As Charles Bukowski once famously wrote*, “Find what you love and let it kill you.” In the world of one Thomas Campbell, that might be 16mm film. The kind that costs a fortune to process, the kind that is increasingly hard to find equipment for, but also the kind that has that unmistakable warm esoteric glow – never duplicated by conveniences of the digital age and its binary trappings. If you love film enough, the battle is still worth it. And even more pressing – time is running out.
Campbell, aka T-Moss, has been working on his latest 16mm opus for the past six years. Due out this summer – and self-funded – Y.O.D., or Ye Olde Destruction, will feature some of skateboarding's most legendary riders and most creative artists and photographers – all caught through the distinguished lens (and lenses) of some of skate and surf's most prolific filmmakers. Using 16mm film in 2018 is a painstaking, expensive, and inefficient process. But then what great love has ever not been painstaking, expensive, and inefficient?
In Campbell's words: "It basically costs about 175 dollars for every three minutes of filming – to buy the film, process it and transfer to digital for editing. But I love the way it looks, film has a very emotional feel to it and skating is emo. It seems like it is going to be very hard to have functioning cameras in the near future. So the time is now."
Born in 1969, Thomas grew up surfing, skating, and making DIY 'zines in Dana Point, CA before selling his first photos to Transworld SKATEboarding in the late '80s/early '90s. From there he spent the next decade working for various skate titles including Poweredge and Big Brother before ending up as Photo Editor of the 1998 relaunch of Skateboarder Magazine alongside Tony Hawk.
Parallel to his somewhat normal rise through the magazine world, at 19 years-old, Campbell hit the geographic reset button – first moving north out of Orange County to Santa Cruz, then leaving the mainland completely for Kauai six months later following the 6.9 Loma Prieta earthquake in '89. After only a year and a half in Hawaii, he moved again, this time locking down SF and Santa Cruz as storage points while spending the next five years almost as a transient – hitchhiking and traveling the globe.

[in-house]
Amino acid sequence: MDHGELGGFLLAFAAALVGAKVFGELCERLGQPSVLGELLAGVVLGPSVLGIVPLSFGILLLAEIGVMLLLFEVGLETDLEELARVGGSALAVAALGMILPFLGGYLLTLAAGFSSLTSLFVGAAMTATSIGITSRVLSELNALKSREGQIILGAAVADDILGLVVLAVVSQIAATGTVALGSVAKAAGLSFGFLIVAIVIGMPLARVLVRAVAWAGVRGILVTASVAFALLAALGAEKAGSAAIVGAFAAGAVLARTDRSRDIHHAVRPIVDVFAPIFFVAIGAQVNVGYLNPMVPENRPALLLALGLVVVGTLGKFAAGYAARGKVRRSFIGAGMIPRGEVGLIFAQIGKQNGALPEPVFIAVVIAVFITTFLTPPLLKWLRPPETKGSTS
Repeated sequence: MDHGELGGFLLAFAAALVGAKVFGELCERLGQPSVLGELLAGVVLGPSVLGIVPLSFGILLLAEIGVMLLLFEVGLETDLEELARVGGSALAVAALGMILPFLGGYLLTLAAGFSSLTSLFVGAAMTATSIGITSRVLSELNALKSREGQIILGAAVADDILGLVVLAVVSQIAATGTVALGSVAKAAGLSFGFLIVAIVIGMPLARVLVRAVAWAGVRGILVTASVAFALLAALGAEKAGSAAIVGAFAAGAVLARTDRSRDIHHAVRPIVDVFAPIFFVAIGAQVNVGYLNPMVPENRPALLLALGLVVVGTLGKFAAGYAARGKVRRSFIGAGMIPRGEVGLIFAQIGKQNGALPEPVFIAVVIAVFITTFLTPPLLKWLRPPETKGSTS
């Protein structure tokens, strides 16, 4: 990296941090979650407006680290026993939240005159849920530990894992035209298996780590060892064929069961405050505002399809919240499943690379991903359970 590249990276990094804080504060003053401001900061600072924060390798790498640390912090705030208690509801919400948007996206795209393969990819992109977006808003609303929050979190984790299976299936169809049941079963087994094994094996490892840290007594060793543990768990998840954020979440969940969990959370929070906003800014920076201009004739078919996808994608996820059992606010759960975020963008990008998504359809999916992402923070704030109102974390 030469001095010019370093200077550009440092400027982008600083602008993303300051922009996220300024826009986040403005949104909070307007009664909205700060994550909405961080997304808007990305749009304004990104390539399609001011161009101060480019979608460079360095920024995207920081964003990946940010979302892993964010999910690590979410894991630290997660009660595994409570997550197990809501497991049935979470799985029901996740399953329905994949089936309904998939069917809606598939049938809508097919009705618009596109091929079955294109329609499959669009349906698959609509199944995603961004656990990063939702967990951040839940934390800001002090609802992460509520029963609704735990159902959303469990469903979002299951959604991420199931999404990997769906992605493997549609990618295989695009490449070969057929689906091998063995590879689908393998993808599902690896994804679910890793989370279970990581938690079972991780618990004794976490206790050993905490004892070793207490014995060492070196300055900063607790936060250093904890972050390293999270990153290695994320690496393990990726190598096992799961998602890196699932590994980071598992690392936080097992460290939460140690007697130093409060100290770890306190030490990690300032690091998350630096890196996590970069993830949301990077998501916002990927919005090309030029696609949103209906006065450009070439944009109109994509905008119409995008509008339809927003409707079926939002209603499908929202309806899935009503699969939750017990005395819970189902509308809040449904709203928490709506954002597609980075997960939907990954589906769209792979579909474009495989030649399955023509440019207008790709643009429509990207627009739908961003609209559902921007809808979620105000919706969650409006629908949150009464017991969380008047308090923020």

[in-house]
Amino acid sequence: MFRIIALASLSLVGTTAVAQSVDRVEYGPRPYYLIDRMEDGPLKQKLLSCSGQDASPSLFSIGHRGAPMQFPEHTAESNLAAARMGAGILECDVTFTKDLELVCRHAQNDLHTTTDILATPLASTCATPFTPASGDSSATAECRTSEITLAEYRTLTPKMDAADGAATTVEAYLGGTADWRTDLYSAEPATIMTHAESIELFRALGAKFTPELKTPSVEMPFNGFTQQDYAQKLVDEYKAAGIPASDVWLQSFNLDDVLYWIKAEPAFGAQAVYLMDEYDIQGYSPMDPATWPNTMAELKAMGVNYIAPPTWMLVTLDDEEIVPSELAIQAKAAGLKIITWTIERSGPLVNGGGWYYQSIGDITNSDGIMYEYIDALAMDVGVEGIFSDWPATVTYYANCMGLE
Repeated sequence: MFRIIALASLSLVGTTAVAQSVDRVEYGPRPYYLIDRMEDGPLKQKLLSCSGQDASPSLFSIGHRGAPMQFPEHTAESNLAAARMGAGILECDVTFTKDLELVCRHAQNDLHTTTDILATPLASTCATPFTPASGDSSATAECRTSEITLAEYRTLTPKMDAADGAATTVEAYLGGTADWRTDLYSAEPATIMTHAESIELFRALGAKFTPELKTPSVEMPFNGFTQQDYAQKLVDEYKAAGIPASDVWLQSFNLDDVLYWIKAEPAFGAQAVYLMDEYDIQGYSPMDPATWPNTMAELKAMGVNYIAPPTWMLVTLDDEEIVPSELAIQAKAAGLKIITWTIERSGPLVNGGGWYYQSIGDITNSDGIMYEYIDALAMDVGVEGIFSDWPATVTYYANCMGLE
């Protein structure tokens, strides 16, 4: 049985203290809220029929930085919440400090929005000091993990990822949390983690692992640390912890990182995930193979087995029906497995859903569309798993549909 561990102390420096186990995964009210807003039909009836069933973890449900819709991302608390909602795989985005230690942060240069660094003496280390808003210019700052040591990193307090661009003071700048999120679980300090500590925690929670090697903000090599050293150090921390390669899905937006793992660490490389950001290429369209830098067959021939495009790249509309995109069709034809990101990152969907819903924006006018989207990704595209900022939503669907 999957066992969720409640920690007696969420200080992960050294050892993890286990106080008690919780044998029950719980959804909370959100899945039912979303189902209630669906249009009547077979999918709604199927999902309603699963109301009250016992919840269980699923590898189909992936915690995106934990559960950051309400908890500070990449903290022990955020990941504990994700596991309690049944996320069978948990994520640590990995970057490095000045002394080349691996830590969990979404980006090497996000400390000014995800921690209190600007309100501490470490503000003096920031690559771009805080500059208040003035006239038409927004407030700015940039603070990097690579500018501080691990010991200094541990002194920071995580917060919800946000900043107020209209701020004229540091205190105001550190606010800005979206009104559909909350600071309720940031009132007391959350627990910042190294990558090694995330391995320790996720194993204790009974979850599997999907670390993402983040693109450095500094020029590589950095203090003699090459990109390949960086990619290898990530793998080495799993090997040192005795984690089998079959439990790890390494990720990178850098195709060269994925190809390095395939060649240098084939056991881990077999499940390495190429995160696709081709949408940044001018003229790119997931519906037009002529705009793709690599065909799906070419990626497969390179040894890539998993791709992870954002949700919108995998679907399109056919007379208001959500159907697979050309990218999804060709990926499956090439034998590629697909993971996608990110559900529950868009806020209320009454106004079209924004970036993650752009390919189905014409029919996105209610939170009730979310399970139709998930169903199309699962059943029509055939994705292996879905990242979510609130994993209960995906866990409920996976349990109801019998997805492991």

By 1994, he hosted his first solo art show at Arcanes Gallery in Morocco. Then in '95, he makde a short go at living in NYC – putting on his first show at the Alleged Gallery on the Lower East Side where Aaron Rose will ultimately immortalize him along with Ed Templeton, Shepard Fairey, and the rest in his series of shows and 2008 film Beautiful Losers.
Then in conjunction with his evolution as a photographer and fine artist, Thomas Campbell the filmmaker/videographer took flight in the skate world around 1995 when he directed Supreme's first video A Love Supreme along with Jason Diamond. Having toyed with Super-8 film, Campbell ditched his video camera for 16mm film in 1999 with his first full-length surf film, The Seedling, followed by Sprout in '04, and The Present in '09.
Bringing every facet of his background – photographer, fine artist, skateboarder, surfer, and filmmaker – to the foreground, since 2011 T-Moss has been buried neck deep in Ye Olde Destruction. To solve the steep cost of using film in '18 (it also bears repeating that the project is explicitly self-funded so as not to be corrupted by a corporate sponsor) Campbell recently unveiled a grassroots fundraising campaign to fund the final stretch of the project.
The plan includes a limited edition Y.O.D. hardcover book with images from the film, featuring gem photography from Arto Saari, Brian Gaberman, Jai Tanju, Joe Brook and T-Moss himself. Buyers of the book would receive a download number for the movie. On top of the book, Campbell has also scheduled a series of auctions via his UmYeahHearts EBay account. The first batch of auctions sold off one of a kind blank skate decks painted by artists including Andy Jenkins, Neil Blender, Ed Templeton and many more this past spring. All proceeds from those sales and any future auctions will go towards finishing up the film, now set for release in July or August.
As Campbell sees it, "This film is a labor of love, that has taken close to six years working on it slowly. I have no direct sponsors for the film, I just didn't want it to be a thing selling something, it's just a celebration of skateboarding. Skateboarding pretty much gave me everything in my life, especially creativity, determination and great times. I'm just psyched to share it." Amen.
* This quote is attributed to Kinky Friedman in some circles.
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